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Midwinterblood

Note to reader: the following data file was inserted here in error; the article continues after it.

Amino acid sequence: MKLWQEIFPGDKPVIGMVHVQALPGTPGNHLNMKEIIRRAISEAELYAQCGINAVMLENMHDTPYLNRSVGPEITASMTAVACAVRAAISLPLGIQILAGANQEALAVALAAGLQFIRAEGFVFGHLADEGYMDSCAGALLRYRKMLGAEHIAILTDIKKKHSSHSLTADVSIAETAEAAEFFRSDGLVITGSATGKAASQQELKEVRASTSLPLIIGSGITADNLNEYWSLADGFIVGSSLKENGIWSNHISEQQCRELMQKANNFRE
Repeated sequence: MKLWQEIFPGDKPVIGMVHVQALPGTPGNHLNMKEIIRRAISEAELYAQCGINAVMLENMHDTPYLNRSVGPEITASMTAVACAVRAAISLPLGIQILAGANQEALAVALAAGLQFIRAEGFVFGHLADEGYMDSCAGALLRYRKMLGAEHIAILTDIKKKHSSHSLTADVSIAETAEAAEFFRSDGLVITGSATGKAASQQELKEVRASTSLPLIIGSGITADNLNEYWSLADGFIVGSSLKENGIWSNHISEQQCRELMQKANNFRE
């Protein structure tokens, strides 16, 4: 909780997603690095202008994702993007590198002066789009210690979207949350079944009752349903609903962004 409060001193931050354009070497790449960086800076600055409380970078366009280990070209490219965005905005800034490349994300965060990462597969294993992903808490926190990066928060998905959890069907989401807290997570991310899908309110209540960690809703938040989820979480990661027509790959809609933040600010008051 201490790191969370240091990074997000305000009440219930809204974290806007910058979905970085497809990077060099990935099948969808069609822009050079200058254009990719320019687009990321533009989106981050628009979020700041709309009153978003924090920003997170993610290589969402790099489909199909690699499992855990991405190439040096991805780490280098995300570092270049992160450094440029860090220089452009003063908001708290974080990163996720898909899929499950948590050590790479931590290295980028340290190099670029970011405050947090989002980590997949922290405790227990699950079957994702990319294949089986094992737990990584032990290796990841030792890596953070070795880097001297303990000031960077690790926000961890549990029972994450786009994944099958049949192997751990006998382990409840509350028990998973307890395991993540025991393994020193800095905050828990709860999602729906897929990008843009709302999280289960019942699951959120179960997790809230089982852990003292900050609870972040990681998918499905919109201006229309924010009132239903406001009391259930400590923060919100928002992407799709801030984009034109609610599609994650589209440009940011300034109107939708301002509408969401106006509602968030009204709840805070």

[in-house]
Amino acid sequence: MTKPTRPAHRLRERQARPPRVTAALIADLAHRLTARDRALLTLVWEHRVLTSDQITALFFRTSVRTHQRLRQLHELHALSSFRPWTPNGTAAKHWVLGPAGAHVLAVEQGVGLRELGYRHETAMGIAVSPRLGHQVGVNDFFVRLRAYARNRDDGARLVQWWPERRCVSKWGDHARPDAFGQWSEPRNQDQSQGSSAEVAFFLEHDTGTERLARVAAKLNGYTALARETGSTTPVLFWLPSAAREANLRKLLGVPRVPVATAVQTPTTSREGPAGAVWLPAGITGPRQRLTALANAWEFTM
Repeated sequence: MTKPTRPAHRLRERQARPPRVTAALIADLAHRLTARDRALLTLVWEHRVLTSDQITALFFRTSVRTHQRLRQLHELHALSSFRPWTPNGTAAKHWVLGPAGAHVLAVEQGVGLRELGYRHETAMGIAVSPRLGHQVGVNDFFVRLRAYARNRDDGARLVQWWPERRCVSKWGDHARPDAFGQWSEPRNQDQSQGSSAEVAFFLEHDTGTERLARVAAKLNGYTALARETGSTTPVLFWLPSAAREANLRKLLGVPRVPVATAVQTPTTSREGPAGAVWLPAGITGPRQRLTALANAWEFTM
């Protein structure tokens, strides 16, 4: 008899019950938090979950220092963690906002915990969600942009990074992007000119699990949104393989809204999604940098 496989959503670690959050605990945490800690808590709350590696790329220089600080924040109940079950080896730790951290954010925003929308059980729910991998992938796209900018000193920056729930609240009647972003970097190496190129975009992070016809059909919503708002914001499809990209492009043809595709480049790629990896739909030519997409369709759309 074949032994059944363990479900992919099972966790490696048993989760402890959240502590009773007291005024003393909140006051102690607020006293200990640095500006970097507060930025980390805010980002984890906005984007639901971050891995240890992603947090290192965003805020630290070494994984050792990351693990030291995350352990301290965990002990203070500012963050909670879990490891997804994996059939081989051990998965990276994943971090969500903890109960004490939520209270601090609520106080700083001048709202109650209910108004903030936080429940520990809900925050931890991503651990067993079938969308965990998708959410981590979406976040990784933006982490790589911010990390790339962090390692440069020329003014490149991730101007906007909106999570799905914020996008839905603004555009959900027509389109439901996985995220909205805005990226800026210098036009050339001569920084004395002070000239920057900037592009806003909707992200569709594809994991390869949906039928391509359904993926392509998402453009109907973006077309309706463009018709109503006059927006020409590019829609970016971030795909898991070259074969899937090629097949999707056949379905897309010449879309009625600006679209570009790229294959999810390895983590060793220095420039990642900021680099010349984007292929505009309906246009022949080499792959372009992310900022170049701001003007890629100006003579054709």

Midwinterblood - Marcus Sedgwick I had not heard much about MIDWINTERBLOOD before I picked it up one day on a whim. I had heard good things from a few of my favorite bloggers, and I thought, “Why not?” It’s a story combining the past, the present, and the future, intricately linked in mysterious ways by an island with a very mysterious history. My first reaction was to think of CLOUD ATLAS, but the more I read this story, the more I found myself racing through the pages, I began to realize it was something else entirely.REINCARNATION THROUGH SEVEN CYCLESMIDWINTERBLOOD is not a story like any that is told in young adult fiction often. In fact, in a sense, it isn’t truly just young adult fiction – it is young adult, it is middle grades, it is adult. It has a crossover appeal that will draw in older teens and adults instantly with its variety of characters ranging from archaeologists to journalists to children. On top of this, MIDWINTERBLOOD is a story that begins with the end. And it ends with the end. But the way that Sedgwick intricately entwines the threads of plot was something that immediately called to me.The story is complex, revolving around characters known mostly through the years as Eric and Merle – a changing cast of ages, times, and once gender (sort of) that all comes back to the fact that Erik and Merle are the spirits of two people wrapped in an ancient love, tied to Blessed Island. CREEPY, CHILLINGIt might not be a traditional horror movie of axe-wielding psychopaths, but at its core, MIDWINTERBLOOD is a story of, well, blood. It’s very bloody, based on the back of an event many centuries ago that resulted in bloodshed. In fact, the seven stories inside its pages revolve around death and include monsters, myths, witches, ghosts, and bombs. Creepy kids are also another major player here.Once I got about 50 pages into MIDWINTERBLOOD, I was hooked and read the rest of the book – it’s rather short, just so you know – in one sitting. I flipped the pages compulsively until I reached the ending and went, “Wow.” It’s a circuitous book that makes sense only if you read the entire book from beginning to end, taking note of every instance of their lives, especially noting the very last vignette and the happenings of the beginning (well, it is the beginning – the beginning is the end is the beginning is the end is a Smashing Pumpkins song with some more endings).But there are issues. One, I was never sure how this was truly a young adult novel. Most of the characters we find are adults, with a few exceptions. Even our main characters in various stories are adults. The narration style was another hang up for me. The way the story was told was somewhat odd and different, and not something I ever truly meshed it. It was always noticeable, especially in the one vignette that was told in first person (maybe it was noticeable because it was the only time the present-tense style ever seemed to fit). But other than this, the story was amazing and almost perfect.VERDICT: An unexpected book, but not without a few issues, MIDWINTERBLOOD is a chilling but enthralling story that pulls you in with ghosts, vampires, and murder, and refuses to let you go until you realize that every word makes sense in the great scheme of things. Definitely check this one out.